Since the notes on the slideshare were just talking points, I thought I’d post a more complete write-up here. Enjoy!
Good morning everyone. Let me begin by saying its great to be here today. My name is Kyle, and I’m CTO at a real estate marketplace based here in the Philippines called ZipMatch.ZipMatch is about 4 ½ years old right now, and we’ve been running on AWS for about 4 of those years.Today, I’ll be sharing our journey with AWS. Why we chose it, how our business has grown with it and what’s next for the future.
Who is ZipMatch?
ZipMatch is real estate marketplace based here in the Philippines. We focus on data and transparency, which enables renters and buyers to compare properties against each other in greater detail than classified sites.Using our unique algorithms, we can score and rank properties based on factors such as neighborhood, amenities, affordability, rental yield, price per square meter and many other factors.We’re backed by a great group of Silicon Valley and Regional investors which include 500 Startups, Monk’s Hill Ventures and Kickstart.
2013 – Our move to the cloud
When I joined ZipMatch in 2013 we were a small team, and our website was hosted on a single server in a datacenter in Makati. The server worked fine, but simple changes for security, networking, or storage would take days or sometimes weeks to be handled. Each change required multiple phone calls, e-mails and usually paper contracts to be signed. Not exactly how a tech-startup prefers to do business.After researching a few solutions, we agreed to setup a proof of concept on AWS.None of us in the team had any experience with AWS at the time, but our reading told us a lot of the systems were based on existing standards, so we agreed to run a proof of concept.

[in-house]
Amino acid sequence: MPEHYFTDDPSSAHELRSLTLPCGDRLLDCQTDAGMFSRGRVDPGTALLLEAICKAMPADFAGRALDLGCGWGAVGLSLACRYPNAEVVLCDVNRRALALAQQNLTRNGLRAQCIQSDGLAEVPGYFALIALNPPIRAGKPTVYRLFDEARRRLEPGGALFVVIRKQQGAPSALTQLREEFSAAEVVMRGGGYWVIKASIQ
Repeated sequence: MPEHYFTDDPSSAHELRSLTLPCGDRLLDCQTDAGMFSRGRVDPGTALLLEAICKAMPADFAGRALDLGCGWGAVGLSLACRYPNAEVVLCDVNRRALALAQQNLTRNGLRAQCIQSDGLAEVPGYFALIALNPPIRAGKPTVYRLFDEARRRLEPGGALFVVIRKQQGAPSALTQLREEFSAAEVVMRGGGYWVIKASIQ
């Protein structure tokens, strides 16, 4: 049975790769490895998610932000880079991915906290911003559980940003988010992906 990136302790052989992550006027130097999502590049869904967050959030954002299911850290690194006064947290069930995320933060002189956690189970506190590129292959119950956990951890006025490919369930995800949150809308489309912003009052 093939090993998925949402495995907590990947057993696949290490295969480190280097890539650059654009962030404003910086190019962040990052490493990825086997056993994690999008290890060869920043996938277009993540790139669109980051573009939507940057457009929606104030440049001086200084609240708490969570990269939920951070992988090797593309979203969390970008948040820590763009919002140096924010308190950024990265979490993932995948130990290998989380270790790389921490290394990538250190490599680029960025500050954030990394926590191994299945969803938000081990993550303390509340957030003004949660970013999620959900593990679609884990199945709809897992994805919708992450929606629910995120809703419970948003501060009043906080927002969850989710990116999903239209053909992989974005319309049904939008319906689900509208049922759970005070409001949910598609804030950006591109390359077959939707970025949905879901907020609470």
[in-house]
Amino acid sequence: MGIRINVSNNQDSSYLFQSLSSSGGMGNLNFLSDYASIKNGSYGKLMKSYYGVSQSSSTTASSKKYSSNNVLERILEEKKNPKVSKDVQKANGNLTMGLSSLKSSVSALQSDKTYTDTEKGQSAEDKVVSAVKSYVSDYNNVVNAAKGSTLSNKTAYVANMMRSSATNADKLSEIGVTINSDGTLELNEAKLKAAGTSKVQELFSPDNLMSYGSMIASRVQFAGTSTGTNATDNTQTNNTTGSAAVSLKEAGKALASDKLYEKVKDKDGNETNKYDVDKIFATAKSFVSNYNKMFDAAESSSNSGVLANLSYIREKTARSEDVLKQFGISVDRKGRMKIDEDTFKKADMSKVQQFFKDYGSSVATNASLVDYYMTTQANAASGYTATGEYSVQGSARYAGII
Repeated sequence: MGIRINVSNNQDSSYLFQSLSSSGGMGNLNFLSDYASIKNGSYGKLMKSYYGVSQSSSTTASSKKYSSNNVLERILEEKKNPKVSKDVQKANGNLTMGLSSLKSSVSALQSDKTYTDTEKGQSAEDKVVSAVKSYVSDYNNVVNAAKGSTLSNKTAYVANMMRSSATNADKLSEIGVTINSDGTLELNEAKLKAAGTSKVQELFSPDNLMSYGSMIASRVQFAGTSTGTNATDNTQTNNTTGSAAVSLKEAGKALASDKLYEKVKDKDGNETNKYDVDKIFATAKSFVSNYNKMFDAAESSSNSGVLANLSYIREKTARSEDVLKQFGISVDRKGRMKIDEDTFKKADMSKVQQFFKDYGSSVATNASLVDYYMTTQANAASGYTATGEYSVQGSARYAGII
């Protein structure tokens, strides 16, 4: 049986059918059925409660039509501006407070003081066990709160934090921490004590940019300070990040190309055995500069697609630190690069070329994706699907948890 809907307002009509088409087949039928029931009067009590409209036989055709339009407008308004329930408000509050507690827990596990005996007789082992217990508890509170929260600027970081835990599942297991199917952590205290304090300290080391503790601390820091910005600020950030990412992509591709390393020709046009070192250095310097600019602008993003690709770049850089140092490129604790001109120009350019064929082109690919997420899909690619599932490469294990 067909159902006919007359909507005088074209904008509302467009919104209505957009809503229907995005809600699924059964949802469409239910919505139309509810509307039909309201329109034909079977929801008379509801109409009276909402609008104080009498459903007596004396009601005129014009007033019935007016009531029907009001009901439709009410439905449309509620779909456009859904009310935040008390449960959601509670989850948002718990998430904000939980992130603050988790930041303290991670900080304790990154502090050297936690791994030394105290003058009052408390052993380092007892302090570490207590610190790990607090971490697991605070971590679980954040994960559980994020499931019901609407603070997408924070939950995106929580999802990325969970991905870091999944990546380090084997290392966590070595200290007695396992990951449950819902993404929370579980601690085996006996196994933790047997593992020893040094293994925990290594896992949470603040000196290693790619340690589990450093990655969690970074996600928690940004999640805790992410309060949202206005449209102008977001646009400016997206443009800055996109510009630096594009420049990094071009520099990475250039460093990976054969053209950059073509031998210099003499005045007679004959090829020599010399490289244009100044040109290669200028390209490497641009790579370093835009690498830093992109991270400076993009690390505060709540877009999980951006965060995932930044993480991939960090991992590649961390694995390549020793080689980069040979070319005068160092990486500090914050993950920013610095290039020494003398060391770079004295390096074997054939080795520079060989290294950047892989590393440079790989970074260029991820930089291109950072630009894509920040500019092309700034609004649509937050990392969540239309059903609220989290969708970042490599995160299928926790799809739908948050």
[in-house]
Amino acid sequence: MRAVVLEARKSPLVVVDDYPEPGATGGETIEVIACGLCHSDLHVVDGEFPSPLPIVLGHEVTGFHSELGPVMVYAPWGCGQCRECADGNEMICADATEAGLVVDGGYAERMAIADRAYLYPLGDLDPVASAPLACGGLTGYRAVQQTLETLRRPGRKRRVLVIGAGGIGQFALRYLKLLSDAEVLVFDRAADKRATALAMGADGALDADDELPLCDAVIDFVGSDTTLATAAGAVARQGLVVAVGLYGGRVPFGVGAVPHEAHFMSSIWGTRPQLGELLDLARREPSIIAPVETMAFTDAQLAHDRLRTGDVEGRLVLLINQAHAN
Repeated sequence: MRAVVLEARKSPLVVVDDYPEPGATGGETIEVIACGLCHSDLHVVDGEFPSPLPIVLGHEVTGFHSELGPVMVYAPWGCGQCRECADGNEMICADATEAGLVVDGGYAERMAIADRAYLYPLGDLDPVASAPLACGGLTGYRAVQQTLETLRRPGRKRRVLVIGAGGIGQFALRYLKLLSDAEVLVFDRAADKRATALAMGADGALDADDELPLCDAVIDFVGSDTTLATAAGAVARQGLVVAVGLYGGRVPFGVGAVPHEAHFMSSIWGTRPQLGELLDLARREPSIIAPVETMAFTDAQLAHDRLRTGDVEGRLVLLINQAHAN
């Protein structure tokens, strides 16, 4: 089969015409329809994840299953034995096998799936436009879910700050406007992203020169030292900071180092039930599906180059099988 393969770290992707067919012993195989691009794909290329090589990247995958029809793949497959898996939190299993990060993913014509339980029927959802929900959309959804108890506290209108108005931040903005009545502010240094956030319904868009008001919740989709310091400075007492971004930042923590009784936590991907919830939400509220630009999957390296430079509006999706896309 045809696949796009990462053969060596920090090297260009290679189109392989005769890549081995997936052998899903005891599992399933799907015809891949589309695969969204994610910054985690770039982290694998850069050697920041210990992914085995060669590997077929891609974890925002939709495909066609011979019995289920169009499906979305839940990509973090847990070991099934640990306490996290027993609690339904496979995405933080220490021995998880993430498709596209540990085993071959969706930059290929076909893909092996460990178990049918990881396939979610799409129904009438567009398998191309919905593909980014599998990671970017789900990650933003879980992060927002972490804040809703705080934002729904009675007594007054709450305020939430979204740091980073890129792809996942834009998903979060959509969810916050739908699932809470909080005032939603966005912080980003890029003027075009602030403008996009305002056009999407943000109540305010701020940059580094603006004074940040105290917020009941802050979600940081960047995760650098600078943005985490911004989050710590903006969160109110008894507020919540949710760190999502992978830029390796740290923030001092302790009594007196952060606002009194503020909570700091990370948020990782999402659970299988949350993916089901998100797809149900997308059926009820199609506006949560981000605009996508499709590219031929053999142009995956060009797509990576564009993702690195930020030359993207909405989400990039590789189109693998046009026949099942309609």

Things went quite smoothly. Within a week we had a fully functional copy of ZipMatch running in the Japanese AWS region. So we scheduled a time to move production to the cloud.
Then we realized, latency to Singapore would be faster for most of our users. We had deployed to the wrong country!
After some reading, we realized the issue was trivial. We followed a guide to take a snapshot of our working EC2 instance, redeploy it in Singapore. This all got done in about an hour. This made for some very happy geeks.
This was probably the first in a long list of wins where AWS and Cloud Infrastructure saved our business a lot time and money, and we knew we had made the right call.
2017 – Where we are today
So, that was roughly 4 years ago. From that single, humble server we’ve grown a lot. Here’s how things look now.We currently leverage about 22 AWS Technologies. I don’t have enough time today to go into each one, but I’d like to share a few highlights.We run our development, staging and production environments in the cloud using some of these technologies:
Compute / EC2
Half of our product is still driven by EC2 instances. We need multiple now because we have much more product complexity and about 100x the traffic. The instances are based in different availability zones for added redundancy. The traffic is split between them using the Elastic Load Balancer service.
Database / RDS
Our data is our biggest asset. We now run our primary databases in RDS in a master-slave configuration. RDS handles a lot of the housekeeping a DBA’s or sysadmins would typically have to do. We’re a big fan of RDS because aside from the initial migration, we’ve basically spent zero hours on it. It just works.
Static Content / CDN / S3 and Cloudfront
We use S3 for nearly all of our static content. CSS, JS, fonts, images are all stored here. This includes our virtual 360 tours and VR assets.
We add over 15,000 images a month to S3 from property listings alone. We leverage cloudfront, AWS’s CDN on all of our S3 buckets to put content closer to our users and cut down load times. So although our infrastructure is based in Singapore, our Philippines users will load about 95% of the website from an edge node in Manila.
Lead Lifecycle / Event Bus
Each inquiry that comes in on ZipMatch is subject to many various business rules.
Where leads are assigned. SMS and anti-spam checking. Quality scoring and routing etc.
As this system grew in complexity we moved it away from monolithic PHP code, and into a more robust event-driven system. The business rules and logic are python code running in dockers containers, and the systems uses SQS as an event bus and Dynamo for stateful storage.